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A Model of Play

Over the years, Hugh Dubberly has managed to capture and explain complex ideas and processes using his concept mapping technique. In this concept map titled "Model of Play", Hugh visually describes the process of play.

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The extract below is taken from the DDO website:

" This model is built on the idea that play is a type of conversation. It involves two individuals, who might also be teams, or points of view with in a single person, or a virtual person and a real person. Through conversation, they create a shared world in their imaginations, which leads to fun."


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PS: There are hig res version in pdfs on page.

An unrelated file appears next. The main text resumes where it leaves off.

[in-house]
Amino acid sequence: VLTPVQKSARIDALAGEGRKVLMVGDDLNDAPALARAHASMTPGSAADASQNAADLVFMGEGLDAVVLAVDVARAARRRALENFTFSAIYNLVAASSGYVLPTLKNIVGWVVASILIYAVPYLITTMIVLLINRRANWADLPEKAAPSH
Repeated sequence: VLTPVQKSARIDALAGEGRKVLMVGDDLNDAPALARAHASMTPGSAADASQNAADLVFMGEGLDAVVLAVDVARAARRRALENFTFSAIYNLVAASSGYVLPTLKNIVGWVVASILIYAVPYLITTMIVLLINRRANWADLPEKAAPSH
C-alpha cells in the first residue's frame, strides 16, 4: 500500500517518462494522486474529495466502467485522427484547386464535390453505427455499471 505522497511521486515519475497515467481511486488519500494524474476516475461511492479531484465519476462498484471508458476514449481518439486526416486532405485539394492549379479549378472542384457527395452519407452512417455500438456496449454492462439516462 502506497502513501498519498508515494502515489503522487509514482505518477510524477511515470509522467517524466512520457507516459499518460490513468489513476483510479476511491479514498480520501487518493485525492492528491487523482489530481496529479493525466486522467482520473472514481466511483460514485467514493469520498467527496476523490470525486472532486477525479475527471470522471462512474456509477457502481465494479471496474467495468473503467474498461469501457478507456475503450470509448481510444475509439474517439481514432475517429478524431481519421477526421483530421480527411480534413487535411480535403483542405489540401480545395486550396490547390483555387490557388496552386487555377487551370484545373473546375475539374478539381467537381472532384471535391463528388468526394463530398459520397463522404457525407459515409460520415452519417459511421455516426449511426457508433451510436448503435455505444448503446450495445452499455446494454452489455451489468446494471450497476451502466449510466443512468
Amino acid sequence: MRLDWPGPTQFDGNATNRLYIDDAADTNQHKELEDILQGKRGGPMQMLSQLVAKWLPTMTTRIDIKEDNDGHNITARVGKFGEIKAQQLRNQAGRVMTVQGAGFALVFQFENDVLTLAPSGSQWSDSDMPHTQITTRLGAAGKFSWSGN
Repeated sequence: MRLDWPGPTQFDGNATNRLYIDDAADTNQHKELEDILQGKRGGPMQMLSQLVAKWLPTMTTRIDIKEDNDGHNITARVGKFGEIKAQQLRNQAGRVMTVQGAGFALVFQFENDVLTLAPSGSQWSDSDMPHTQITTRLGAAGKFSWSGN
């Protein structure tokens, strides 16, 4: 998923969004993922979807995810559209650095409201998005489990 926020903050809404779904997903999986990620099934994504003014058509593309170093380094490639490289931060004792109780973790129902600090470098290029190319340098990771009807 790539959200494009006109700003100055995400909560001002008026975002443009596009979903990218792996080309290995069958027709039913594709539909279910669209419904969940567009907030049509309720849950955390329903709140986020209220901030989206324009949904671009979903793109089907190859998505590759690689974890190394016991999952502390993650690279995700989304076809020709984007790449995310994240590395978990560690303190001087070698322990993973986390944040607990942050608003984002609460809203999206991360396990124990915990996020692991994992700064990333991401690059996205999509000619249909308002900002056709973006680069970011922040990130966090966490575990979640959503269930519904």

Nice model, but you know my current opinion about frameworks:

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Hi Rudolf

I know :) the reason I linked to the page was because I think DDO deserve a little web traffic for having their work shared here.

As for your stance on framework, I completely understand and appreciate your opinion. I replied in the comments section on your other post, but will paste my reply below as well:


"Great work on the BALANCE IT framework. I myself am a large fan of frameworks. Where a framework often falls flat is in it's rigidity. Much like software interfaces, frameworks need to create an emotional connection (especially with children) if they are to be accepted and used continuously.

I recommend developing a very short, illustrated childrens books titled "BALANCE IT" where friendly, fun characters can be developed to represent each of the letters and turn the framework process-oriented story that engages children emotionally.

The framework then becomes both fun and memorable, as it is no longer a rigid "framework". Obviously there are many ways this can be executed - this was just a thought off the top of my head."